When. I started, to look at some of the notes of people in there I thought these people shouldn't, be here what on earth is this system, I felt, I couldn't leave so after my placement I stayed and I worked on a place called social education, Assessment Center I was, teaching social skills I know that's a laugh isn't it yes. You know me too well. Teaching. Social, skills I'm. Still learning myself. Look. I wanted. To bring together women, who I knew, shared the same histories. Many. Of them were in there because it said on the notes they were morally, deficient they'd, had a child out of wedlock the, child had been removed and taken somewhere else, some. Of those children landed, up in Australia. For. All I know that might be part of your story so forgive me we'll talk about that later I. Went. To it was old school nursing. System, hierarchy I went to the matron, who was called sister, Mary Frances, she's. The only name I hold on to because that woman was. Well. Ahead of their time she, died on the job at 54, but, let me tell you she knew, every. Single patients, name all mm. Probably more she. Knew them all and. When I went to her and I said I really want to do something for the women particularly, the women on Ward 7, who were the naughtiest critters, who've been locked in they, were on the locking ward even in this big village and. The. Reason I wanted to do that was to encourage. Them to talk to each other because it was during the era that Margaret Thatcher became an icon of social justice oh. How. We laughs. She. Was selling off all the land to make money she, was closing down the system and calling it community care, but. There were no resources in the community. So. We created a, system. Where people could start to talk for themselves about, where they wanted to go when they were decanted. Into the community they called the whole thing the Deacons I. Asked. Sister Mary Frances could I run a women's group, she. Said oh you'll never get away with that inside here. Not. Unless you seem to be doing something for the hospital shop I. Said. Why should I it's all about money so. I said well what will I do well. Now why don't you run a knitting circle I, said. I can't knit. Well. That doesn't matter I know. A woman who can sew, she released, nan Sweeney from Ward 7, now. Ward 7 is where the naughtiest critters, were remember, locked. In so. Suddenly I'm giving nan Sweeney a pair of knitting needles and a crochet hook. What's. Wrong with this picture. But. I ran that nursing, sorry, knitting group alongside, an Aires called Mario dryer for about eight months, maybe more and. What we were doing was encouraging, people to talk to each other about the past we. Were also, rehearsing. Case conferences. We. Used our theater skills. To. Imagine, what we would say in a case conference full, of 13, people are making decisions about your life when your decanted, from, the world you've known for what 30 40 years, sometimes. More I met. A woman who'd been in there from the age of 9 47. Years she did for stealing a bicycle. I'd. Love to see that bicycle. So. In. 2009. I found an old cassette tape some of you won't know what that is, in. The. Old days we had these little plastic things. With. Ribbon in I don't. Know how it works some kind of electronic signal as a cassette. Reels round, and, you hear these voices I, could. Hear voices only about but never mind. So. I found an old cassette and on it I was listening at these stories and I thought my god what happened to those women that was that group what. Became of them, so. I put feelers out through survivors, speak out through outer sight out of mind, so, there's national mental, health campaigning, organizations.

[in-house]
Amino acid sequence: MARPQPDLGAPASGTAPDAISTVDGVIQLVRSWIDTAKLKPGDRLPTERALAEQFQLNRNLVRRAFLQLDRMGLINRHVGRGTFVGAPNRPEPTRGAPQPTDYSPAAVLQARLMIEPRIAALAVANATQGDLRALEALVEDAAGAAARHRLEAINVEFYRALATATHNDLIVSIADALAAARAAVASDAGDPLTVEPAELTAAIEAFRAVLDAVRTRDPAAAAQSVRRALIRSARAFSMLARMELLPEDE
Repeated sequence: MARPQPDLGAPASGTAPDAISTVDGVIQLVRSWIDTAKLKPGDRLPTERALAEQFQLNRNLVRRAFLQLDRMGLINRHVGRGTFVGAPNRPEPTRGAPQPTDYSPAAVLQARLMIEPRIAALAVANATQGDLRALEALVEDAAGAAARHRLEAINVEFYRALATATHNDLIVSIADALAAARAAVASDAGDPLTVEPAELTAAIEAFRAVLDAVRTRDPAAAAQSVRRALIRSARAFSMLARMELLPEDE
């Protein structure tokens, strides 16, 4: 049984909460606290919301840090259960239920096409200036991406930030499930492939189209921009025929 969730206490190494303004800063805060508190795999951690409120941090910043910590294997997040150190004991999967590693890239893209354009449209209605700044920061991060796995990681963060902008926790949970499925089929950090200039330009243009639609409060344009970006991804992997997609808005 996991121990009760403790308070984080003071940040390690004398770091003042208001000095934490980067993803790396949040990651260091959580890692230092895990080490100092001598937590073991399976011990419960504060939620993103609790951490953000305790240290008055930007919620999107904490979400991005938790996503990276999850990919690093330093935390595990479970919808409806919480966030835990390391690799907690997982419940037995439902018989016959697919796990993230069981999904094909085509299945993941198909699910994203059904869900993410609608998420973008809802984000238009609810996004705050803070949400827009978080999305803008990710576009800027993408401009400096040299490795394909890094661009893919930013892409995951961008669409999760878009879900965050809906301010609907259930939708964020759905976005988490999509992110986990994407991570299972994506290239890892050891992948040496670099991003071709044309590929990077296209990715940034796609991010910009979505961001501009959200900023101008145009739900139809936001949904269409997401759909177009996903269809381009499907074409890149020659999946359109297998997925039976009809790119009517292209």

And, Bit, by bit where, it got round I got. Over 70 stories, and I, then had to woo, close. Down the call-out because there were just so many who, had never been heard before their stories weren't told, I. Got. Paula Crandall our director, at the time who. Ended, up doing the biggest gig on earth because, she directed, the opening, ceremony, of the Olympics with Danny Boyle now, I've got no competition with that I couldn't. Afford that gig so she, left halfway through the knitting circle but I had this to say, she. Stayed long enough to create this fabulous, piece of work with us that absolutely, sold out at Soho Theatre and, that. Would have been 2009-10. By. 2011. We, toured for 18 months and everywhere, we went utterly, sold out wasn't. Particularly brilliant piece of work. But, it was telling, people's stories, people. From that particular. Group and then, one day I received the phone call and. The. Phone call came, from a care worker it was working just up the road in Enfield in London and she. Rang me up and she said I knew Julia McNamara so, was what left me. Did. You work in half a BRE Hospital, I said yes I did I said, are you looking for tickets for the knitting circle because me it's all about me of course I'm thinking oh you, love, my work and you want to come and see it so you know. Again. Nonsense. There's. Three people here who want to talk to you they heard you on radio they. Would like a reunion with you I. Said. Who you talking about well, I'm not at liberty to give their names away I'm their care worker, but. Apparently, you lift, with them and they, want a reunion on the grounds of Harper berry Hospital where you all used to live they. Were in your knitting group and. I. Couldn't believe it and the first thing I said was oh hang on they. Closed that down didn't they in the. Early 90s, wasn't. That closed down wasn't, everybody Dee counted should. Have beg to differ it's still open there are 63, former, patients, you would have had living. In the cottages inside, that village now. So. I. Went. There of course with Charlie Kim young-soo another, long-term collaborator, who runs film, prohm we've worked together on the disability film festivals, for years and, I said to Charlie we've got to get down there but let's go a couple of hours ahead because I think, this is gonna be quite traumatic this visit and. One of the things I'd asked that care worker was please make sure we've got safeguards, in place can. We make sure that, there's enough people to support those three women who want to come back on the grounds where we used to live. To. Make sure that actually, whatever. Happened for them they'd be well looked after. We. Had the most amazing reunion. Italia. Standing. On the ground of, that place, was. Bizarre after. All those years I mean. I ran that group what 34, years ago, this. Reunion was. 2011. And. We. Filmed we. Made a party, together I, was. At Betty's 80th. Party, two years ago. It's. Amazing, how they thrived and survived and, how. Their stories, are still out there. Can. I go at the next slide. Look. That piece of work went for 18 months I decided to try something completely new because I discovered there were more voices inside, who were deaf women just thrown inside the system because they were deaf. Enough. Okay then we need to make sure that this is a completely bilingual piece, of work so. I had two deaf actors working with us Caroline. Parker, here at the bottom ally. Briggs at the top and. The other three characters. Thank. You au revoir somebody's, just left. The. Other three characters, on. This, stage two. Are hearing, actors who sign and the, other is somebody who's learning Makaton, which is a basic sign language of people with learning disabilities. What. Many. Of those signs would be in common. Kind of thing in the, groundwork of the full language. My. Mistake was, to. Think that this was a great idea eight people on stage I'd just like to draw your attention to the very busy patterns of these dresses for a start, look. It's culturally. Accurate, because they, were the 1980s. And people. Inside that system wore, clothing that looked like they dropped out the 1950s. The. Curtains, at the back we literally went to Harper brie Hospital in one of the wards and photographed, it and we took samples of some of their stuff as well I know I'm a tea leaf a thief but. Can. You imagine I'd like to draw your attention to the gaze. So. I'm looking, at. Five. Women each. One of them is looking in a different direction. The. Focus, is supposed to be on this deaf actor here Caroline Parker in the front is looking.